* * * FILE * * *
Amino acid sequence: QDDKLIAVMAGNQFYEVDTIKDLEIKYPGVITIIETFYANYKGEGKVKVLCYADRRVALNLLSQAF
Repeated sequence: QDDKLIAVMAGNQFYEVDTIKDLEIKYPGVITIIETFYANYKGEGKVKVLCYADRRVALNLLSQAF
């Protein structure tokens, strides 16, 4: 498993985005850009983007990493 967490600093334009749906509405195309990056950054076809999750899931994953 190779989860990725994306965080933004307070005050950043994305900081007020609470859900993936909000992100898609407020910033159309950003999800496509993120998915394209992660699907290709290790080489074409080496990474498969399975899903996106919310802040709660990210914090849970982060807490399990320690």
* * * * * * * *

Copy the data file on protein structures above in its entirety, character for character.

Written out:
Amino acid sequence: QDDKLIAVMAGNQFYEVDTIKDLEIKYPGVITIIETFYANYKGEGKVKVLCYADRRVALNLLSQAF
Repeated sequence: QDDKLIAVMAGNQFYEVDTIKDLEIKYPGVITIIETFYANYKGEGKVKVLCYADRRVALNLLSQAF
């Protein structure tokens, strides 16, 4: 498993985005850009983007990493 967490600093334009749906509405195309990056950054076809999750899931994953 190779989860990725994306965080933004307070005050950043994305900081007020609470859900993936909000992100898609407020910033159309950003999800496509993120998915394209992660699907290709290790080489074409080496990474498969399975899903996106919310802040709660990210914090849970982060807490399990320690």